Risk factors for inpatient venous thromboembolism despite thromboprophylaxis.

Link to article at PubMed

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Risk factors for inpatient venous thromboembolism despite thromboprophylaxis.

Thromb Res. 2013 Sep 16;

Authors: Wang TF, Wong CA, Milligan PE, Thoelke MS, Woeltje KF, Gage BF

INTRODUCTION: Venous thromboembolism (VTE) is the most common preventable cause of morbidity and mortality in the hospital. Adequate thromboprophylaxis has reduced the rate of hospital-acquired VTE substantially; however, some inpatients still develop VTE even when they are prescribed thromboprophylaxis. Predictors associated with thromboprophylaxis failure are unclear. In this study, we aimed to identify risk factors for inpatient VTE despite thromboprophylaxis.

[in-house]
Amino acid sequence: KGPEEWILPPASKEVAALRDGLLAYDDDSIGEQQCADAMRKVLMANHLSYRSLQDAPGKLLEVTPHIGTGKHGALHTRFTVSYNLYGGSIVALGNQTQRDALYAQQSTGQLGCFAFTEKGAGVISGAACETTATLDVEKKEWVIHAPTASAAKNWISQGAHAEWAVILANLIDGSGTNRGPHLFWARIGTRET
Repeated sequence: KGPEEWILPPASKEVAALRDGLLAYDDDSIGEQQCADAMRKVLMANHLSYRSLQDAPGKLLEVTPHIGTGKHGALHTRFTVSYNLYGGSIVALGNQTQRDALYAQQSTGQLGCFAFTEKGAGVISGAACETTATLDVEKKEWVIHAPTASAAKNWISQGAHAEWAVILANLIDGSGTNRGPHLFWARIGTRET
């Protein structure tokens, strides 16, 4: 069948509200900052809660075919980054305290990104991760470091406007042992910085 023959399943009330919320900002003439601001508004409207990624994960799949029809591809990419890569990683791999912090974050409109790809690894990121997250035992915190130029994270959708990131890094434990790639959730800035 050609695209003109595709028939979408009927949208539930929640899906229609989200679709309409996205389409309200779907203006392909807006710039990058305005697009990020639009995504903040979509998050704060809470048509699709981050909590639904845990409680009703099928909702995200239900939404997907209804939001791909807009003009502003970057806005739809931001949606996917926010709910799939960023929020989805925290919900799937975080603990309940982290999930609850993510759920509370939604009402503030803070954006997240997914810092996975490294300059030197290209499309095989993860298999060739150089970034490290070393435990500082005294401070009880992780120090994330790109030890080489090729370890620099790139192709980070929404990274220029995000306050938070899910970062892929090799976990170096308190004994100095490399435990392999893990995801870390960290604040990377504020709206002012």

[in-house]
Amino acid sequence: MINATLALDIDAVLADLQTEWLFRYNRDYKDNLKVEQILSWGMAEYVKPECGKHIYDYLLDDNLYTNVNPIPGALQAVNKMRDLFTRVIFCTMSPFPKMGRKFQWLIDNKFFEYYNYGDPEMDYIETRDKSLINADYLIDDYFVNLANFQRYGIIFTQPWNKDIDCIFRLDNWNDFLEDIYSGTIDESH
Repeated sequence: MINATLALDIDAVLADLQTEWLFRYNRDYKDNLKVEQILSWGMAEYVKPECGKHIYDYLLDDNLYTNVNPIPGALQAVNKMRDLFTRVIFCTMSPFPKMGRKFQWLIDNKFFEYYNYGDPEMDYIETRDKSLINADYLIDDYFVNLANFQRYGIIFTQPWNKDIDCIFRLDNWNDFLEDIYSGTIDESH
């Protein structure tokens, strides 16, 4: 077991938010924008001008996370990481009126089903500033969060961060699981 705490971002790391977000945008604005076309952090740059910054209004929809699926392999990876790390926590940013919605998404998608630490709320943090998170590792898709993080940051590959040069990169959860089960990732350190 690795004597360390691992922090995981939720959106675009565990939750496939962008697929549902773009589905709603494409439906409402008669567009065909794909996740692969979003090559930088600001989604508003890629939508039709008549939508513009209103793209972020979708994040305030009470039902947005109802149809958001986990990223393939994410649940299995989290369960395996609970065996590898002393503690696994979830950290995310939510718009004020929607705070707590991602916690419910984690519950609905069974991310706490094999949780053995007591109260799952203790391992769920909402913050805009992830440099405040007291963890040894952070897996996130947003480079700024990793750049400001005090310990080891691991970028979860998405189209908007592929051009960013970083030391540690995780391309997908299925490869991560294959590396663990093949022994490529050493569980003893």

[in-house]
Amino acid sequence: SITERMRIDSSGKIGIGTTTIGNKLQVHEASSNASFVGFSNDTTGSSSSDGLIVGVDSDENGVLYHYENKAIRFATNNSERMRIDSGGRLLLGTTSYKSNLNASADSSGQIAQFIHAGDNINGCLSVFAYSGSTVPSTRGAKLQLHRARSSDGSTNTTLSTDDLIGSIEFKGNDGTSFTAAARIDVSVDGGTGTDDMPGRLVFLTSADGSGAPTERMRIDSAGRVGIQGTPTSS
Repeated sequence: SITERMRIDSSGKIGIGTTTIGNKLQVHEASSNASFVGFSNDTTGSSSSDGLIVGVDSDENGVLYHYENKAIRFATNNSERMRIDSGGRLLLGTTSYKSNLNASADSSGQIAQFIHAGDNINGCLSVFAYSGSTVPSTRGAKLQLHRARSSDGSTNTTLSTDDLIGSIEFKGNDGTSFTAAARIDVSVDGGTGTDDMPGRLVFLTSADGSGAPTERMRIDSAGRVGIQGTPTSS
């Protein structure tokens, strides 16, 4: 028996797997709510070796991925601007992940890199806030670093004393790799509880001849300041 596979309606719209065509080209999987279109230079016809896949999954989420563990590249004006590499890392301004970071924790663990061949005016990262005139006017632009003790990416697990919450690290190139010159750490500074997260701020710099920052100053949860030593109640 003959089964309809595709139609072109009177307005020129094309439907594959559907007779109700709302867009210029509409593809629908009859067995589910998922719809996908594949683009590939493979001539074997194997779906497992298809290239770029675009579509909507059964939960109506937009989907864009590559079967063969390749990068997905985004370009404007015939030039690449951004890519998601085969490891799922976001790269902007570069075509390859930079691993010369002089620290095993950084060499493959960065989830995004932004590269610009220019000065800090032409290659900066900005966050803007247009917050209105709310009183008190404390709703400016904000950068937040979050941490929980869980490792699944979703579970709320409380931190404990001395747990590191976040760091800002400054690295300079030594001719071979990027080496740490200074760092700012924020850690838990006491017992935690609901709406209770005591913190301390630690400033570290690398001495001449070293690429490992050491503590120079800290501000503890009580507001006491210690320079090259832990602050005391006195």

MATERIALS AND METHODS: We conducted a case-control study to identify independent predictors for inpatient VTE. Among patients discharged from the BJC HealthCare system between January 2010 and May 2011, we matched 94 cases who developed in-hospital VTE while taking thromboprophylaxis to 272 controls who did not develop VTE. Matching was done by hospital, patient age, month and year of discharge. We used multivariate conditional logistic regression to develop a VTE prediction model.
RESULTS: We identified five independent risk factors for in-hospital VTE despite thromboprophylaxis: hospitalization for cranial surgery, intensive care unit admission, admission leukocyte count >13,000/mm(3), presence of an indwelling central venous catheter, and admission from a long-term care facility.
CONCLUSIONS: We identified five risk factors associated with the development of VTE despite thromboprophylaxis in the hospital setting. By recognizing these high-risk patients, clinicians can prescribe aggressive VTE prophylaxis judiciously and remain vigilant for signs or symptoms of VTE.

PMID: 24300584 [PubMed - as supplied by publisher]

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